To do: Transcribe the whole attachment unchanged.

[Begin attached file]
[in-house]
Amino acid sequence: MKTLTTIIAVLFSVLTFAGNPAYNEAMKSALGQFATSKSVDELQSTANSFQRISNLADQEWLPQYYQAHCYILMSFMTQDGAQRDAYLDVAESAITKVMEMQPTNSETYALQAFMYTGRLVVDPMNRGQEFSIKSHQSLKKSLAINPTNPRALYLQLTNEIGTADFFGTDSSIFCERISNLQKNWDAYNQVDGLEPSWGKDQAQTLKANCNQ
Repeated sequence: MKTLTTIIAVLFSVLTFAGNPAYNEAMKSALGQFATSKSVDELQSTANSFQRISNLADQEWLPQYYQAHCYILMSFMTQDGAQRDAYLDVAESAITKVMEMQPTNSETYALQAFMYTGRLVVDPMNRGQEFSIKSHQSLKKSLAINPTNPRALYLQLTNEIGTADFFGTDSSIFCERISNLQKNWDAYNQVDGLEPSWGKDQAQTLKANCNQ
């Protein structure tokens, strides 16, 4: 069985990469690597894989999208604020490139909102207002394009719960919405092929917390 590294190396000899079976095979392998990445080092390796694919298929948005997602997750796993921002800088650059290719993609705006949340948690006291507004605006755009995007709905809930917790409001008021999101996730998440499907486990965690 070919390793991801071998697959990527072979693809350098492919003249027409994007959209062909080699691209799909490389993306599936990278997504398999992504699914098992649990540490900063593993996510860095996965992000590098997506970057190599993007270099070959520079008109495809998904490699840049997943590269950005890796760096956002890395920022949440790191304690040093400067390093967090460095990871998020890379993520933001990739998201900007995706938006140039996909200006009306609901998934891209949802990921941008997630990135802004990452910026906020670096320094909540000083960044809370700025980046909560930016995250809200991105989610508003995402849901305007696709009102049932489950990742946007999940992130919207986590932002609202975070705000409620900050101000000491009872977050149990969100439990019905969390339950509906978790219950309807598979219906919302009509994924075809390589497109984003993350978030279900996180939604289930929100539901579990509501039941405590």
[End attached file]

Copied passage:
[in-house]
Amino acid sequence: MKTLTTIIAVLFSVLTFAGNPAYNEAMKSALGQFATSKSVDELQSTANSFQRISNLADQEWLPQYYQAHCYILMSFMTQDGAQRDAYLDVAESAITKVMEMQPTNSETYALQAFMYTGRLVVDPMNRGQEFSIKSHQSLKKSLAINPTNPRALYLQLTNEIGTADFFGTDSSIFCERISNLQKNWDAYNQVDGLEPSWGKDQAQTLKANCNQ
Repeated sequence: MKTLTTIIAVLFSVLTFAGNPAYNEAMKSALGQFATSKSVDELQSTANSFQRISNLADQEWLPQYYQAHCYILMSFMTQDGAQRDAYLDVAESAITKVMEMQPTNSETYALQAFMYTGRLVVDPMNRGQEFSIKSHQSLKKSLAINPTNPRALYLQLTNEIGTADFFGTDSSIFCERISNLQKNWDAYNQVDGLEPSWGKDQAQTLKANCNQ
């Protein structure tokens, strides 16, 4: 069985990469690597894989999208604020490139909102207002394009719960919405092929917390 590294190396000899079976095979392998990445080092390796694919298929948005997602997750796993921002800088650059290719993609705006949340948690006291507004605006755009995007709905809930917790409001008021999101996730998440499907486990965690 070919390793991801071998697959990527072979693809350098492919003249027409994007959209062909080699691209799909490389993306599936990278997504398999992504699914098992649990540490900063593993996510860095996965992000590098997506970057190599993007270099070959520079008109495809998904490699840049997943590269950005890796760096956002890395920022949440790191304690040093400067390093967090460095990871998020890379993520933001990739998201900007995706938006140039996909200006009306609901998934891209949802990921941008997630990135802004990452910026906020670096320094909540000083960044809370700025980046909560930016995250809200991105989610508003995402849901305007696709009102049932489950990742946007999940992130919207986590932002609202975070705000409620900050101000000491009872977050149990969100439990019905969390339950509906978790219950309807598979219906919302009509994924075809390589497109984003993350978030279900996180939604289930929100539901579990509501039941405590």